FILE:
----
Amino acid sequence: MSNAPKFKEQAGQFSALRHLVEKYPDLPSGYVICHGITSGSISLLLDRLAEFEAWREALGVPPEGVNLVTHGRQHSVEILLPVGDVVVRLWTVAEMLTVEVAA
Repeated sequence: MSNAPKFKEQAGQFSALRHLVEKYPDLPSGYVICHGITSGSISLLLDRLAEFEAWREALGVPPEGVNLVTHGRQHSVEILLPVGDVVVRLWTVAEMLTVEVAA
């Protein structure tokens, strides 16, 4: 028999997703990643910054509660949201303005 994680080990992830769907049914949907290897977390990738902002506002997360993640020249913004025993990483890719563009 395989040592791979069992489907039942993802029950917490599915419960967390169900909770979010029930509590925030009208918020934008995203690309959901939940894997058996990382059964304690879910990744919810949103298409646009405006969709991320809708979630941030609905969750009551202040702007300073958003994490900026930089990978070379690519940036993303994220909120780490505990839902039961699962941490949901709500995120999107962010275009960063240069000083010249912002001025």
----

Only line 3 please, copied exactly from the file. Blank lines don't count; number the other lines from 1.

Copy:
């Protein structure tokens, strides 16, 4: 028999997703990643910054509660949201303005 994680080990992830769907049914949907290897977390990738902002506002997360993640020249913004025993990483890719563009 395989040592791979069992489907039942993802029950917490599915419960967390169900909770979010029930509590925030009208918020934008995203690309959901939940894997058996990382059964304690879910990744919810949103298409646009405006969709991320809708979630941030609905969750009551202040702007300073958003994490900026930089990978070379690519940036993303994220909120780490505990839902039961699962941490949901709500995120999107962010275009960063240069000083010249912002001025």